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Cashman says Yankees haven’t caught Red Sox until they win division

GM says teams not on “equal footing” after deals because Sox are defending AL East champions.

From left, Yankees manager Aaron Boone, VP of

From left, Yankees manager Aaron Boone, VP of Baseball operations, Tim Naehring, and General Manager Brian Cashman at spring training on Feb. 20, 2018. Photo Credit: Newsday / Thomas A. Ferrara

TAMPA, Fla. — No, Brian Cashman said, the Yankees still aren’t “on equal footing” with the Red Sox.

Not after acquiring Giancarlo Stanton earlier in the winter and not after upgrading his roster Tuesday night with the addition of infielder Brandon Drury, who is likely to start at third.

“They’re the American League East champs, so we’re not on equal footing,” Cashman said Wednesday. “We’re not on equal footing until we take that away from them [and] at the same time, prevent anybody that finished behind us from surpassing us and joining the fray . . . Ultimately we’re not on the same ground because they are the American League East champions, and until someone takes that away from them, you have to pay that homage.”

Somewhat forgotten — though Cashman reminded everyone throughout the winter of it — because of the Yankees’ run to Game 7 of the ALCS was that the Red Sox took the East with a 93-69 record (compared to the Yankees’ 91-71).

The Yankees made the biggest splash of the winter when they traded for Stanton, the NL MVP, and grabbed Drury in a three-team trade.

The Red Sox, in desperate need of a bat, agreed to terms with J.D. Martinez earlier in the week on a five-year deal worth a reported $110 million (Martinez was in Red Sox camp Wednesday to take his physical).

“We’re all excited,” Boston’s David Price told reporters Wednesday. “To add a hitter like that to the lineup that’s good, especially in this division. The Yankees made moves this offseason. To be able to combat those moves with a guy like J.D., that was a good move.”

Pressed about the rivalry, the lefty smiled.

“You guys want it, let’s do it. We hate the Yankees,” Price said. “We hate the Yankees. Hate ’em.”

The news of Yankees camp, of course, mostly revolved around Drury and his impact on the roster. Cashman said the 25-year-old, who landed in Tampa about 4 p.m. Wednesday, has been a desired target for several years. Though most of Drury’s big-league experience is at second base, Cashman said he’ll have “a leg up” in the competition for the starting job at third, which most talent evaluators see as his better position (though they have questions about his defense). That would seem to quash the chances of prized prospect Miguel Andujar winning the job in camp.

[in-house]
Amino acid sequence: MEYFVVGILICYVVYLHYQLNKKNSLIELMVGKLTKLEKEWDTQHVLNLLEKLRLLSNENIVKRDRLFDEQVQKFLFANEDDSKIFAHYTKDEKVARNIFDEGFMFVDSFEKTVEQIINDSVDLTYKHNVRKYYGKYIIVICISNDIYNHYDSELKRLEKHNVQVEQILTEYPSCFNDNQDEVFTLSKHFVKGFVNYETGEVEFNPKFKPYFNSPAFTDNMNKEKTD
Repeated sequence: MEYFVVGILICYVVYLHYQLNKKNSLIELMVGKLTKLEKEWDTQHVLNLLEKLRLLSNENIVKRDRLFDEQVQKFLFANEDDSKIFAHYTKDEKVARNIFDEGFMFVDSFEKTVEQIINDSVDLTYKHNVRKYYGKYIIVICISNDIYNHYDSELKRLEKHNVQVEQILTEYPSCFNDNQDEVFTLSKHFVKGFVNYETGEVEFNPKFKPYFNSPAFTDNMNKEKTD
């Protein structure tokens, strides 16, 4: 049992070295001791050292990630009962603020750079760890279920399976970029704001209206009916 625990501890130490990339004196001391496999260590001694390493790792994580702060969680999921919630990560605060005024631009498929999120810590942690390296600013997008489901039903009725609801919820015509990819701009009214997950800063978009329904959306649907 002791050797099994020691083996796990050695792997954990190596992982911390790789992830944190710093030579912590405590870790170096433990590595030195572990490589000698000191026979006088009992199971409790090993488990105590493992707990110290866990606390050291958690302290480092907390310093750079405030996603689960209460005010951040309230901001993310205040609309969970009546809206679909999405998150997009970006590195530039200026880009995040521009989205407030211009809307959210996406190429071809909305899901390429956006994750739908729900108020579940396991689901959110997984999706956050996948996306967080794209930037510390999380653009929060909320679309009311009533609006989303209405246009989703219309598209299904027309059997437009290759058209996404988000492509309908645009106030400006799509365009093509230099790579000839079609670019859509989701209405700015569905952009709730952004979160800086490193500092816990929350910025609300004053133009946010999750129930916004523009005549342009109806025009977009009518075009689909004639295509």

“[Drury is] going to have a leg up given the fact he’s had two years of major-league experience that he can fall back on, plus postseason experience, and all those things will serve him well,” Cashman said. “But you’ve got a young buck [Andujar] that is an exciting talent. Andujar is a high-end, skilled player that we think is going to have a very long, successful career in the big leagues and we believe it’s going to be here with us.”

Cashman did caution several times, “Nothing’s being handed to anybody. The competition will play itself out.”

Still, the GM said, the Yankees would not have given up what they consider to be a pair of high-end prospects in the three-team deal — second baseman Nick Solak and righty Taylor Widener went to Tampa Bay — for someone they consider a backup.

“I don’t give up two prospects that we like a lot if we didn’t have conviction about what Brandon Drury can do for us,” Cashman said. “He’s got a lot of abilities at all levels.”

The last two seasons Drury has a combined .275/.323/.453 slash line with 29 homers.

While praising Andujar, Cashman said questions remain about the 22-year-old’s defense.

“His hitting abilities are currently ahead of his defensive abilities because he’s moved himself so fast, his development process has been quicker than most,” Cashman said. “This allows us, if we so choose, to buy more time.”

Defense, though, isn’t considered a strength of Drury’s either, with one opposing team talent evaluator calling him “a liability” with his glove.

“An offense-first infielder with the potential for some pop,” the scout said.

Cashman said his scouts, who have been on Drury a while, see a player on the verge of blossoming.

“This guy I think has a chance to be more than just a quality everyday player,” Cashman said. “He has dreams to be even more and our pro scouting department has those same visions, so we’re playing on those dreams right now.”

Spring training games haven’t even started yet, but it’s never too early to compare how the Yankees and Red Sox stack up.


Red Sox Yankees

Mookie Betts, CF Brett Gardner, LF

Andrew Benintendi, LF Aaron Judge, RF

Xander Bogaerts, SS Greg Bird, 1B

J.D. Martinez, DH Giancarlo Stanton, DH

Mitch Moreland, 1B Gary Sanchez, C

Rafael Devers, 3B Didi Gregorius, SS

Eduardo Nuñez, 2B Aaron Hicks, CF

Christian Vazquez, C Brandon Drury, 3B

Jackie Bradley, CFRonald Torreyes, 2B


Chris Sale, LHPLuis Severino, RHP

David Price, LHPMasahiro Tanaka, RHP

Rick Porcello, RHPSonny Gray, RHP

Drew Pomeranz, LHPCC Sabathia, LHP

Steven Wright, RHP Jordan Montgomery, LHP


Craig KimbrelAroldis Chapman

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